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Defense Secretary Lloyd Austin said Thursday that the U.S. would defend NATO territory if Russia attacked Estonia.
Another high-ranking Russia official has turned up dead after being found under the window of her high rise apartment building, according to Russian reports Thursday.
The body of 58-year-old Marina Yankina, head of the financial support department of the Western Military District in St. Petersburg, was reportedly found Wednesday in what one report described as a “suicide” after she fell from her home on the 16th floor.
Other reports noted that suicide as the cause of death had not been confirmed.
Police have not confirmed the cause of the death of Russian defense official Marina Yankina, who died Feb. 15, 2023, in St. Petersburg. (Franck Fife/AFP via Getty Images)
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Yankina’s death is just the latest in a string of mysterious Russian deaths – many of which were caused by the victims allegedly falling to their deaths.
Pavel Antov, a sausage tycoon and local politician, was found dead in December after falling from a hotel window in India. His companion, Vladimir Budanov, was also reported to have died the same day after suffering a stroke.
Antov had been critical of Russian President Vladimir Putin’s war in Ukraine.
Ivan Pechorin, a managing director of an aviation company, was found dead in September after allegedly falling from a boat while intoxicated.
President Vladimir Putin and Ravil Maganov at the Kremlin on Nov. 21, 2019. Maganov, critical of Putin’s invasion of Ukraine, died under mysterious circumstances in September 2022. (Mikhail Klimentyev/Sputnik/AFP via Getty Images)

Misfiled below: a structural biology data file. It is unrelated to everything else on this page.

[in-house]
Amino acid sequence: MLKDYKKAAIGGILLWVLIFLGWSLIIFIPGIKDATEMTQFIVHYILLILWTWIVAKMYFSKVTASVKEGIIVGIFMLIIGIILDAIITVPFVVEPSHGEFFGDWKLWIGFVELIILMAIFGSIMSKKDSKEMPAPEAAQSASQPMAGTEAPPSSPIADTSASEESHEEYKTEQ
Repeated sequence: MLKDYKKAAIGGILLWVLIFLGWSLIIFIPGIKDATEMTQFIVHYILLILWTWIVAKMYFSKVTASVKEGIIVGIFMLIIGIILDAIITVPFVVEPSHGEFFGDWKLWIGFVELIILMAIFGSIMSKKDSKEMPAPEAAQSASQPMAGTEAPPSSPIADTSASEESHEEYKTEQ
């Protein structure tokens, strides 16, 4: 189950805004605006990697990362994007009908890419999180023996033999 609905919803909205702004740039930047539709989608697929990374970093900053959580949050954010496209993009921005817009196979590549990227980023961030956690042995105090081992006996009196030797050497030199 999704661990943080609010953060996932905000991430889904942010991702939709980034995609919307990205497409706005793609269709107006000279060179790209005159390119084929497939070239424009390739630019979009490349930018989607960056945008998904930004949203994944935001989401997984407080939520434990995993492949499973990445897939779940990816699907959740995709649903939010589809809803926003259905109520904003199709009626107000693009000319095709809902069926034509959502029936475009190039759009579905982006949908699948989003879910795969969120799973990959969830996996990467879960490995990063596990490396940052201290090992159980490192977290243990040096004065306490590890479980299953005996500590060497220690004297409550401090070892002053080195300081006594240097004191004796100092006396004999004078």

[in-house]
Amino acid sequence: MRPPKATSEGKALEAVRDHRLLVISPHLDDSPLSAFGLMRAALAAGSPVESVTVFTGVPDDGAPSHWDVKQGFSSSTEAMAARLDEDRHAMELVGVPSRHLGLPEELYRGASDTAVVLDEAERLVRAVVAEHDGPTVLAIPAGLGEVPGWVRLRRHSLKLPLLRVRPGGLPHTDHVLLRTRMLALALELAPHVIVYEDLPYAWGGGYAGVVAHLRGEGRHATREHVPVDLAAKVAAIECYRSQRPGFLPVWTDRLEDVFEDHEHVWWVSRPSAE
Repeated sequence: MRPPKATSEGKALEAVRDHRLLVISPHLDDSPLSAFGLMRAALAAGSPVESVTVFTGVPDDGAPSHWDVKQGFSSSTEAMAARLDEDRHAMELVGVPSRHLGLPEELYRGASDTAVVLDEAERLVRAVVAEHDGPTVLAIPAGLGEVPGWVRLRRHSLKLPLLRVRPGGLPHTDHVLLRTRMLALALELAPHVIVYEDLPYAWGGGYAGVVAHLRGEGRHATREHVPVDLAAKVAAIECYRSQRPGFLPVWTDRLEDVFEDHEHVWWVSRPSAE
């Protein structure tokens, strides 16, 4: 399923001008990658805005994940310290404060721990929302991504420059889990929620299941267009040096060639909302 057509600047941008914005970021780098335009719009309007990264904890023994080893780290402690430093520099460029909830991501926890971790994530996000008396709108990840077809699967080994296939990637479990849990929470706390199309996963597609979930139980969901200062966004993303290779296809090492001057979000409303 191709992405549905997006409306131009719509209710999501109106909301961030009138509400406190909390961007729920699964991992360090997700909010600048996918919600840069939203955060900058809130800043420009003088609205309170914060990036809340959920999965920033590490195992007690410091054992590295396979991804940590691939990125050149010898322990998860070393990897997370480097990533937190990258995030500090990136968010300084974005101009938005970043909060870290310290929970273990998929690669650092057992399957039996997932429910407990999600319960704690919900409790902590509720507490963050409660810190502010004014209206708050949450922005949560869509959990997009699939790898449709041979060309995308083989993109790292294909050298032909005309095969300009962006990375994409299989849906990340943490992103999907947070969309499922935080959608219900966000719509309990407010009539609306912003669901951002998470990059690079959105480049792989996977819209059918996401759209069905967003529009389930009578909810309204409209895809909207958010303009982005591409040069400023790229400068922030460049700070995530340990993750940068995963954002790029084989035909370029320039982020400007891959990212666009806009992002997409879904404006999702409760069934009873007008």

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Two weeks prior, Ravil Maganov, the chairman of Russian oil giant Lukoil, died after reportedly falling from a hospital window in Moscow.
In August, businessman and Putin critic Dan Rapoport reportedly jumped to his death from his apartment in Washington, D.C.
“This mysterious death of Marina Yankina is consistent with the Russian intelligence doctrine of ‘wet affairs’ – or the spilling of blood,” Rebekah Koffler, a former Defense Intelligence Agency intel officer for Russian Doctrine & Strategy, told Fox News Digital.
Koffler explained that this doctrine dates back to the Soviet Union when the secret police would target state critics or dissidents they deemed were “enemies of the people” and would eliminate them through violent means.
President Vladimir Putin speaks during a videoconference outside Moscow on Jan. 30. (Mikhail Klimentyev/Sputnik/Kremlin Pool Photo via AP)
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“In today’s Russia Putin’s critics and those unwilling to go along with his policies are routinely eliminated by assassination,” she said. “Shots in the back of the head, poisonings, forced suicides and other intricate forms of violent death are some examples.”
“Throwing someone out of a window or having the victim throw herself or himself out of a window is a standard method,” Koffler added.
Prior to her work with the defense department, Yankina reportedly worked at the Federal Tax Service, and served as deputy chairman of the property relations committee of St. Petersburg.
It is unclear if Yankina was critical of Putin’s invasion of Ukraine.
Paul Best contributed to this report.
Caitlin McFall is a Reporter at Fox News Digital covering Politics, U.S. and World news.